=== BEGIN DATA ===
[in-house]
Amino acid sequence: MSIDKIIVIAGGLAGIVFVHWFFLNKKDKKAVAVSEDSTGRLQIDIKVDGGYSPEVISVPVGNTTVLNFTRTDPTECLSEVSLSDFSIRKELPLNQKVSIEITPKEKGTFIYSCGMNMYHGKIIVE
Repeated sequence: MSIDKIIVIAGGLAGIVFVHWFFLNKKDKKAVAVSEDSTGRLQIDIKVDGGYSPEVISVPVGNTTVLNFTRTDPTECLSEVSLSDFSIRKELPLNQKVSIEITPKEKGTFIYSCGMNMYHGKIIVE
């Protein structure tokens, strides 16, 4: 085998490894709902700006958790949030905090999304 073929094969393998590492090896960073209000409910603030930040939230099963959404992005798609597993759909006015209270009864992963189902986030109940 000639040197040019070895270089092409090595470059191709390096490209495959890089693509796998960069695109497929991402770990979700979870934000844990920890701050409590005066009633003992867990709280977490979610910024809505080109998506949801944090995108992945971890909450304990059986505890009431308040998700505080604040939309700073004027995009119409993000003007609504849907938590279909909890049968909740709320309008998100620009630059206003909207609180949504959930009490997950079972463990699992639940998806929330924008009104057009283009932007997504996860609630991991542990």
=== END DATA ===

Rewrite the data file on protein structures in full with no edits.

[in-house]
Amino acid sequence: MSIDKIIVIAGGLAGIVFVHWFFLNKKDKKAVAVSEDSTGRLQIDIKVDGGYSPEVISVPVGNTTVLNFTRTDPTECLSEVSLSDFSIRKELPLNQKVSIEITPKEKGTFIYSCGMNMYHGKIIVE
Repeated sequence: MSIDKIIVIAGGLAGIVFVHWFFLNKKDKKAVAVSEDSTGRLQIDIKVDGGYSPEVISVPVGNTTVLNFTRTDPTECLSEVSLSDFSIRKELPLNQKVSIEITPKEKGTFIYSCGMNMYHGKIIVE
């Protein structure tokens, strides 16, 4: 085998490894709902700006958790949030905090999304 073929094969393998590492090896960073209000409910603030930040939230099963959404992005798609597993759909006015209270009864992963189902986030109940 000639040197040019070895270089092409090595470059191709390096490209495959890089693509796998960069695109497929991402770990979700979870934000844990920890701050409590005066009633003992867990709280977490979610910024809505080109998506949801944090995108992945971890909450304990059986505890009431308040998700505080604040939309700073004027995009119409993000003007609504849907938590279909909890049968909740709320309008998100620009630059206003909207609180949504959930009490997950079972463990699992639940998806929330924008009104057009283009932007997504996860609630991991542990």